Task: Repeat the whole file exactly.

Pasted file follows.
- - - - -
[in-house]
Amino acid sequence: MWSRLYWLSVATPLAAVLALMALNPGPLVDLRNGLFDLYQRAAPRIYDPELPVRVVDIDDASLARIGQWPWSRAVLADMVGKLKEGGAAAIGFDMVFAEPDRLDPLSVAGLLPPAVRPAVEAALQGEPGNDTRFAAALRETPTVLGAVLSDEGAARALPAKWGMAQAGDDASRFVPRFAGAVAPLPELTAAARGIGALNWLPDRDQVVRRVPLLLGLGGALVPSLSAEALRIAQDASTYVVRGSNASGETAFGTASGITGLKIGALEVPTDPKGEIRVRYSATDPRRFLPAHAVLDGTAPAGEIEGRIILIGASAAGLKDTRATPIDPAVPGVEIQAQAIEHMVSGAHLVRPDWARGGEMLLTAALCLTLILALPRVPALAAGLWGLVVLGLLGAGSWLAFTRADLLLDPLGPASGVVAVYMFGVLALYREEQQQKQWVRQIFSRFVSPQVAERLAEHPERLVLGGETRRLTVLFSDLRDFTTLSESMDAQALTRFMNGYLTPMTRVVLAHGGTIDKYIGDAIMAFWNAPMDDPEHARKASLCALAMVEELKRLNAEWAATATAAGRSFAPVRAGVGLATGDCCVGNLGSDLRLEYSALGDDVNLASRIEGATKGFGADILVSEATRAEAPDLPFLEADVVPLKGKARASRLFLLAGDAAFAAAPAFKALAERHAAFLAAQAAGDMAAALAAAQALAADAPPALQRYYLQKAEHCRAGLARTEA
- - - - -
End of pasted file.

[in-house]
Amino acid sequence: MWSRLYWLSVATPLAAVLALMALNPGPLVDLRNGLFDLYQRAAPRIYDPELPVRVVDIDDASLARIGQWPWSRAVLADMVGKLKEGGAAAIGFDMVFAEPDRLDPLSVAGLLPPAVRPAVEAALQGEPGNDTRFAAALRETPTVLGAVLSDEGAARALPAKWGMAQAGDDASRFVPRFAGAVAPLPELTAAARGIGALNWLPDRDQVVRRVPLLLGLGGALVPSLSAEALRIAQDASTYVVRGSNASGETAFGTASGITGLKIGALEVPTDPKGEIRVRYSATDPRRFLPAHAVLDGTAPAGEIEGRIILIGASAAGLKDTRATPIDPAVPGVEIQAQAIEHMVSGAHLVRPDWARGGEMLLTAALCLTLILALPRVPALAAGLWGLVVLGLLGAGSWLAFTRADLLLDPLGPASGVVAVYMFGVLALYREEQQQKQWVRQIFSRFVSPQVAERLAEHPERLVLGGETRRLTVLFSDLRDFTTLSESMDAQALTRFMNGYLTPMTRVVLAHGGTIDKYIGDAIMAFWNAPMDDPEHARKASLCALAMVEELKRLNAEWAATATAAGRSFAPVRAGVGLATGDCCVGNLGSDLRLEYSALGDDVNLASRIEGATKGFGADILVSEATRAEAPDLPFLEADVVPLKGKARASRLFLLAGDAAFAAAPAFKALAERHAAFLAAQAAGDMAAALAAAQALAADAPPALQRYYLQKAEHCRAGLARTEA